ed the mines and worked thei' ar..
built on the nearer slope of the
mountain a considerable Spanish
town, the vestiges of which are
still to be seen, though the site has
long been abandoned. Espirto
Santo. the Spaniards called the
mines. They were closed by ordler
of the King of Spain. because they
used to attract buccaneers.
No archaeologist has explored
this lost "City of the King, and no
one knows whether the mines of
Espirto Santo are practically ex
hausted, for when the edict of the
King of Spain went forth the re
gion relapsed into a wilderness.
such as it was before the northern
march of the Incas had stopped on
the shores of the Gulf of San
In 1854 an American exploring
expedition crossed the Isthmus at
this point. Of a party of twenty
seven officers and men who started
on the expedition. only sixteen
survived the journey and got
through. which took over twvo
months, though the distance trav
eled was only about fifty miles.
which starte(' to crtss at about the
sanik, tr',%% . I' x o aA'''
theo the wewr ofthe c:ma
Cf cosidlerZ!A: size. There. on the
Carribean coast. lies the old Span
ish province of Veragua. of the
riches of which the Spaniards
once had the hignest expectations.
Columbus (Iiscovered and named
this region, and when his son aban
doned the title of the viceroy of
the Indes he was made Duke of
Veragua. a title which the descend
ants of the great admiral have
borne ever since.
The natives drove off the first
Spaniards who attempted to colo
nize Veragua. blt Columbus's
widow. M\aria de Toledo. acting
(r ier stnt. fitted out aln eXpC(i
tion. which conquered the country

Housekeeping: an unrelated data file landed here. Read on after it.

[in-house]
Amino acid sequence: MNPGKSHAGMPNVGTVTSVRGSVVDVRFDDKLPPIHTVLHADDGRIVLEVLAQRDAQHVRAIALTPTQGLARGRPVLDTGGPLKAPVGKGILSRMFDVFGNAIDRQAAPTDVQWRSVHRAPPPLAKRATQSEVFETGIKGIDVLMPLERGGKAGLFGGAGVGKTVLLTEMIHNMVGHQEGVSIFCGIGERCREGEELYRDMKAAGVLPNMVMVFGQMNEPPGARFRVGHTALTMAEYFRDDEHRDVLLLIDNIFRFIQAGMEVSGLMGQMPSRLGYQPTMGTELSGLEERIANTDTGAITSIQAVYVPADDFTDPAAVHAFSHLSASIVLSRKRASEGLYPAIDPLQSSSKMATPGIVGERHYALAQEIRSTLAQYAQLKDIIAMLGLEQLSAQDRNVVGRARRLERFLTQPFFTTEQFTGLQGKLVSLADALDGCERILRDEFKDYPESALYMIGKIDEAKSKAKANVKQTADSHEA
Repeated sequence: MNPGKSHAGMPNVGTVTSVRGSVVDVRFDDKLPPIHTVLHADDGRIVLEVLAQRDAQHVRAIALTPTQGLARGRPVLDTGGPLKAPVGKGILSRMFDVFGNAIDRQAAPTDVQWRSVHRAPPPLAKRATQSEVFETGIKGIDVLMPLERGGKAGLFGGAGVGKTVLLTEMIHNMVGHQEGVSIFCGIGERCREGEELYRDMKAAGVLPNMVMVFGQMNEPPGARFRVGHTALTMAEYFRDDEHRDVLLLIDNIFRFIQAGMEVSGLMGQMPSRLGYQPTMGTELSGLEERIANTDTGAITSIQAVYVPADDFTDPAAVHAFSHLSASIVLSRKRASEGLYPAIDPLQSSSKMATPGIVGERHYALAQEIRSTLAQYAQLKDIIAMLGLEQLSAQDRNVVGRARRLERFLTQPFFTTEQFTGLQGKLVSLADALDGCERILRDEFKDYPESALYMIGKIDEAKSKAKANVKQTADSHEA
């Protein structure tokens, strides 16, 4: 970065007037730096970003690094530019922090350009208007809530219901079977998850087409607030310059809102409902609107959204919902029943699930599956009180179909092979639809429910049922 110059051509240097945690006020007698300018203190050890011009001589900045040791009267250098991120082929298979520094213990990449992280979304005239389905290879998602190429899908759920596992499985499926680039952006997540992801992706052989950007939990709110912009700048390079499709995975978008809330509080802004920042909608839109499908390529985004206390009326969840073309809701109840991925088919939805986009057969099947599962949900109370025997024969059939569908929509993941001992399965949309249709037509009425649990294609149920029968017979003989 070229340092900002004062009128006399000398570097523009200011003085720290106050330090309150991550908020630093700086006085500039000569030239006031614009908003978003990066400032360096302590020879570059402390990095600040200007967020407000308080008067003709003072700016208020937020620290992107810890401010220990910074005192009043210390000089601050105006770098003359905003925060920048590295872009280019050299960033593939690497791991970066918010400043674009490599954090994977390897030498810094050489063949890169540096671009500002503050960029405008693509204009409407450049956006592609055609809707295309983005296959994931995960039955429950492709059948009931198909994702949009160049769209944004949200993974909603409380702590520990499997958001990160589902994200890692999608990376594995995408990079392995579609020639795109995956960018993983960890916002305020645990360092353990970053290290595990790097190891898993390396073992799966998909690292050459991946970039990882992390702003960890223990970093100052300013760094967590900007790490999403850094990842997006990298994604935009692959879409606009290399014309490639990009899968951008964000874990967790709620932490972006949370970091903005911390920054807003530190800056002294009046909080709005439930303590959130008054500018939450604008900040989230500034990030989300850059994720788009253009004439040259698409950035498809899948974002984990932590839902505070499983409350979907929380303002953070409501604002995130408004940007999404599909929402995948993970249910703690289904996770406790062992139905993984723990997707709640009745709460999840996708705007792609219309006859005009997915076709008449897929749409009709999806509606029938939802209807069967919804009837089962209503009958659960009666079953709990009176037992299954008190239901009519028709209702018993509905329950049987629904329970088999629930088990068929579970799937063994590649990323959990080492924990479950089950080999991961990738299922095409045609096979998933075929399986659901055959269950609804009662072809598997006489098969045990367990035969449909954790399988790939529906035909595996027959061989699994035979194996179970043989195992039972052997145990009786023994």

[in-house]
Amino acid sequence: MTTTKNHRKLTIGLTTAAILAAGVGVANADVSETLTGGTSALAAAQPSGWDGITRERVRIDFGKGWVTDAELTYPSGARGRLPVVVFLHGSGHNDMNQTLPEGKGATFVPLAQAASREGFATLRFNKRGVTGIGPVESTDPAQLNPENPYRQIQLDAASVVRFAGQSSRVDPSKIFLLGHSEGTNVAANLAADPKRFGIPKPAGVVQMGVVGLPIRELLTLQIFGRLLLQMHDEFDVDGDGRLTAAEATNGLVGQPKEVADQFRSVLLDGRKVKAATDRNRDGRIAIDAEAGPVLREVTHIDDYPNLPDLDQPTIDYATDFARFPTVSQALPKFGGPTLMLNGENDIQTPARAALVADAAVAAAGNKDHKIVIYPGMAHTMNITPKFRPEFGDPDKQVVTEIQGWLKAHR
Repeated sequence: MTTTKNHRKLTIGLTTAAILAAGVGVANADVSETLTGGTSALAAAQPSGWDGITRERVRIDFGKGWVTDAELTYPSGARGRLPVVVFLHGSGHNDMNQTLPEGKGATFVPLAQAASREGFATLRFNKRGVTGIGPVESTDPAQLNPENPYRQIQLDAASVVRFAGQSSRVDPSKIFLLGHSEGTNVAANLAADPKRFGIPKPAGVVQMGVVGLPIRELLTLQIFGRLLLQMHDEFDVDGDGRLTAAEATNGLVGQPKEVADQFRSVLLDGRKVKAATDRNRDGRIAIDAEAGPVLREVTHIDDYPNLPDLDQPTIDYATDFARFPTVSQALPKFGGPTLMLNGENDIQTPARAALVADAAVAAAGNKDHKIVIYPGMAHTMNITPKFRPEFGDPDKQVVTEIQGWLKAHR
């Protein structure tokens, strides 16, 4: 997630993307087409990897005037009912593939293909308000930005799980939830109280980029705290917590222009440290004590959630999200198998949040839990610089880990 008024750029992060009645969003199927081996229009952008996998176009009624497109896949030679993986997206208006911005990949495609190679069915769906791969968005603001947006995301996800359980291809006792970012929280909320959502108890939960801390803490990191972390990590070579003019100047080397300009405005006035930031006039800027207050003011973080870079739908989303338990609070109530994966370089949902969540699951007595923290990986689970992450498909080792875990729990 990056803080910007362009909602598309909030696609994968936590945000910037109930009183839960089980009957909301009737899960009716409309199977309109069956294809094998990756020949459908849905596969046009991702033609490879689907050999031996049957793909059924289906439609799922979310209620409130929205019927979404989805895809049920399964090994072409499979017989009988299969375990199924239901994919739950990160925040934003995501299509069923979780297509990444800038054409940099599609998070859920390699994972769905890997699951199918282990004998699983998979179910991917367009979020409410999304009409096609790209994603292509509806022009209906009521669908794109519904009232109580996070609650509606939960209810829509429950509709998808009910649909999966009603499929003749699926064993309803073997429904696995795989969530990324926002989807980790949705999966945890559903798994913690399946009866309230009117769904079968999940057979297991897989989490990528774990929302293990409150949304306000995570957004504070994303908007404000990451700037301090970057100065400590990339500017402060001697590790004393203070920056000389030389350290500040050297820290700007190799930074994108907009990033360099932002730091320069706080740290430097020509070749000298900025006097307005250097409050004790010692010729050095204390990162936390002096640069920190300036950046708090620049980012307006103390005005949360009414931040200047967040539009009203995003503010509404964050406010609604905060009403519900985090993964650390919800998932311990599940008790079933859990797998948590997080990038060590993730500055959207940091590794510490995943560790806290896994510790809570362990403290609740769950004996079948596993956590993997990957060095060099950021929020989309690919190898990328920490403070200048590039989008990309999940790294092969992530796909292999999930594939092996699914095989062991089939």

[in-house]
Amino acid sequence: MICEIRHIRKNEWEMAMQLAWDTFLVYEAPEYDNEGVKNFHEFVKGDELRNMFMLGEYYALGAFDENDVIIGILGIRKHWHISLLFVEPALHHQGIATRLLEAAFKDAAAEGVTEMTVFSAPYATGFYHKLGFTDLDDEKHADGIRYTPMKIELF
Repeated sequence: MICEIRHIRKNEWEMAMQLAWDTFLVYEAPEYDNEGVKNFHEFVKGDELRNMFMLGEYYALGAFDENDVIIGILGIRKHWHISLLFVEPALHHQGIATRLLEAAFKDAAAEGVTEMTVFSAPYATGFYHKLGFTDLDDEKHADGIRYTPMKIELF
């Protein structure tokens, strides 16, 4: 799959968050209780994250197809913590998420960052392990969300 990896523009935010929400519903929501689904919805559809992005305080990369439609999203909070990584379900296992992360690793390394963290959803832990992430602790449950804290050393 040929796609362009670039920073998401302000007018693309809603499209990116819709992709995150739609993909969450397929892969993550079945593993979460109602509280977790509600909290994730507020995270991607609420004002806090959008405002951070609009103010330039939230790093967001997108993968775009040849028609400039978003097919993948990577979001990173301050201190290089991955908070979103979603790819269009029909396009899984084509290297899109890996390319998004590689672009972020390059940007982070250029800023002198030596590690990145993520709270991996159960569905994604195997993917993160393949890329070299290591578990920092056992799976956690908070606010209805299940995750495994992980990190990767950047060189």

and establishcd a colony. The
colony was not a success. however.
and nost of the colonists died.
Finallv during the Spanish colonial
perio(. \~eragua was partially set
tied and brought into a state in
which it remains to this day. In
this region. also. lic the bay called
the Chiriqui lagoon, where the
UnitedI States have long contempla
ted establishing a naval station.
The present city of Panama is
not the city of romance that was
sacked by Morgan. The city of
gold, pirates and conquestadors
stood on the beach some five
miles to the eastward of the pres
ent city. Its ruins are overgrown
with a dense tropical jungle, above
which rises the tower of the
church where Pizarro offered his
vows before thb setting out for
the conquest of Peru. The Panama
of today, was built upon its rocky
promontory three years after Mor
gan had burned the old town.
There are many popular beliefs,
which may or may not be true,
among the negroes employed on the
canal concerning the wilderness
stretching to the eastward of the
canal strip. One is that, hidden in
the forests is an ancient and myste
rious city to which the Indians re
pair once a pear to take part in
the heathen rites of an old prehis
toric religion. IWhen things get set
tled down on the Isthmus and the
canal is in operation much explora